(CTRS), as well as problems with inhibitory control, shifting between activities, and
emotional control (BRIEF). In contrast, the low working memory children were best
characterized by problem behaviors related to working memory difficulties, including
planning and organizing information (Alloway, Gathercole, Holmes, Place, Elliott, &
Hilton, 2008).
Our own research programme in recent years has provided the opportunity for
detailed and extensive observation of the classroom difficulties that characterise children
who perform poorly on tests of working memory. A highly consistent profile of problems
has emerged across observations of many different children, which include difficulties in
following instructions, in remembering the detailed content of ongoing activities, in
keeping track of progress through multi-step tasks, and in seeing through an activity to
satisfactory completion (Gathercole & Alloway, 2008; Gathercole et al., 2006; see also,
Engle, Carullo, & Collins, 1991). These observations provide an ideal starting point for
the development of a behavior rating scale devised specifically to detect children who are
at risk of having poor working memory and so of making the poor academic progress that
typically accompanies this particular cognitive problem (Alloway et al., in press-a).

Although the existing behavior rating scales discussed above include some of these
problems, they fail to capture the full behavioral profile typifying children with poor
working memory.
The Working Memory Rating Scale (WMRS; Alloway, Gathercole, & Kirkwood,
2008) consists of 20 descriptions of these problem behaviors, and was designed to enable
teachers to identify children at risk of the learning difficulties associated with working
memory deficits. Key features of this tool are that it can be rapidly administered and
simple to score. It focuses solely on working memory related problems in a single scale,
and does not require any training in psychometric assessment prior to use. Furthermore, it
can play a valuable role in familiarising teaching staff with classroom situations in which
working memory failures frequently arise. Advice concerning ways of minimising the
impact of working memory failures in the classroom is available both in the manual and
in a variety of publications (Gathercole & Alloway, 2008; Gathercole, Elliott, &
Alloway, 2008).
The present article provides new data on the internal consistency of the WMRS,
and on its value in identifying children with very low scores on two direct assessments of
working memory, the Automated Working Memory Assessment (AWMA, Alloway,
2007) and the Working Memory Index in the WISC-IV (Weschler, 2004). The AWMA
was included as this is the only standardized tool for non-expert assessors such as
teachers to screen their students for significant working memory problems. The
automated mode of presentation and scoring of tasks provides consistency in presentation
of stimuli across participants, thus reducing experimenter error. The WISC-IV Working
Memory Index tests were also included as they provide an assessment of verbal working

memory skills widely used by clinicians and psychologists. The inclusion of both the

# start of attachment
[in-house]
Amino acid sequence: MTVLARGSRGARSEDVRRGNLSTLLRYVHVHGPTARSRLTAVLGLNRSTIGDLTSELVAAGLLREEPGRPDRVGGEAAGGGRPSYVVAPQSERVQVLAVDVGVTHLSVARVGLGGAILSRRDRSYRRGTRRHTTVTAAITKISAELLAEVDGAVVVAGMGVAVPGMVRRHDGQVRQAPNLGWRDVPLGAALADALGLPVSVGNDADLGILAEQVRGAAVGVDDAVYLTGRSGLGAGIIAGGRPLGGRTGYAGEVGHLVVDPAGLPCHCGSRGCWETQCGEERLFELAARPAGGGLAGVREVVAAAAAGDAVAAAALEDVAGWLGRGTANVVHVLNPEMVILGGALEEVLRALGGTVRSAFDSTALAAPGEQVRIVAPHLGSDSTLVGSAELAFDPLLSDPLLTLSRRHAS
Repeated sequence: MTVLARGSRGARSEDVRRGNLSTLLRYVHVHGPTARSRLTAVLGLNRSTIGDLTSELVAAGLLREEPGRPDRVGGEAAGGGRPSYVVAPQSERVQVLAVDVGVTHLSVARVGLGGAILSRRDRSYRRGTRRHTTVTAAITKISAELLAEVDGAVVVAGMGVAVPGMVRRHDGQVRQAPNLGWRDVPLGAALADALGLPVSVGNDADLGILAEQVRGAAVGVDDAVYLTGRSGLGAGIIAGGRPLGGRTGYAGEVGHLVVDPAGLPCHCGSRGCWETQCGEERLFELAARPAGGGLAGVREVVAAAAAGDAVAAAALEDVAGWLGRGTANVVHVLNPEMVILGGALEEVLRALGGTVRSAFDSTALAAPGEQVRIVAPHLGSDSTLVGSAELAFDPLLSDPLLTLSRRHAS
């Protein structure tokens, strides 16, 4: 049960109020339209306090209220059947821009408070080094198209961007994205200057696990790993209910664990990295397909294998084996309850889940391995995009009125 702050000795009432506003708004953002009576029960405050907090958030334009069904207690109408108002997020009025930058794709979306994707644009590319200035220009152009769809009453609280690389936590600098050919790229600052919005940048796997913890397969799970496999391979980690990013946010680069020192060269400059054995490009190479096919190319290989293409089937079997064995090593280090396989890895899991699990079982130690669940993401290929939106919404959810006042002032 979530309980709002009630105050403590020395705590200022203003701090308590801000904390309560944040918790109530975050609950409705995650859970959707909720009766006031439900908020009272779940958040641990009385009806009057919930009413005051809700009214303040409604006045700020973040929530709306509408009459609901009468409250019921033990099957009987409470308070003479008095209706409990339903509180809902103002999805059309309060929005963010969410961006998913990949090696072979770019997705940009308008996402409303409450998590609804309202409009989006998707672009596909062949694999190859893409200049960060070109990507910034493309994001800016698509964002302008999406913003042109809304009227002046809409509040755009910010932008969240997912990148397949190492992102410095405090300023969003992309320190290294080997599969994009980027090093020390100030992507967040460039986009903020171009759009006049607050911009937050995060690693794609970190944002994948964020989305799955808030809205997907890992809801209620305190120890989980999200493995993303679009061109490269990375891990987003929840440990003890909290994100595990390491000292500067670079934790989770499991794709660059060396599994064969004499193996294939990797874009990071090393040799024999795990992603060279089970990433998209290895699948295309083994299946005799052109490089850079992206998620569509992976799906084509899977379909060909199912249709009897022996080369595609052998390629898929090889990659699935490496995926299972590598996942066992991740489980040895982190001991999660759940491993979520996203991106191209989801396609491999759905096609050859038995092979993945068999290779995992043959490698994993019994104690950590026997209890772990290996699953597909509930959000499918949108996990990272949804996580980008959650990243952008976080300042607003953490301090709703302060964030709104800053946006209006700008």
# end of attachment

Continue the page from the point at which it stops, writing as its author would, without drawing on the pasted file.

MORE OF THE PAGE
AWMA and the WISC-IV Working Memory Index allows for the direct comparison of
behavior ratings with cognitive assessments of working memory skills.
A total of 417 children from primary schools in the North-East of England
participated in the study. Participating schools were selected on the basis of their
performance on national assessments in reading, writing and mathematics, in order to
achieve a representative sample achieving low, average, and high test results. The age of
children ranged from 5.1 to 11.5 years (M=8.5 years, SD=20.5 months). Parental consent
was obtained for each participating child.
A further 65 children with either low or average working memory skills were
recruited in order to evaluate the extent to which the WMRS can discriminate between
these groups on the basis of classroom behavior. The low working memory (LWM)
group consisted of 27 children (20 boys; mean age=8.8 years, SD=20 months) identified
via routine screening as having standard scores below 86 on both the listening recall and
backwards digit recall tests from the Automated Working Memory Assessment (Alloway,
2007). A group of children with average verbal working memory scores (95-115) were
selected from the same class as the LWM group (n=38; 16 boys; mean age=8.5 years,
SD=25 months). Both these groups were screened as part of a larger study (Alloway et
al., in press-a) and none were diagnosed with physical or sensory impairments.

The Working Memory Rating Scale (WMRS; Alloway et al., 2008) consists of 20
descriptions of behaviors that are characteristic of children with working memory
deficits. Examples include: The child raised his hand but when called upon, he had
forgotten his response; She lost her place in a task with multiple steps; and The child
had difficulty remaining on task. Teachers are asked to rate how typical each behavior is
of a target child, using a four-point scale ranging from (0) not typical at all to (1)
occasionally to (2) fairly typical to (3) very typical. As, in the present study, the same
classroom teacher rated both the low and average WM groups on the WMRS the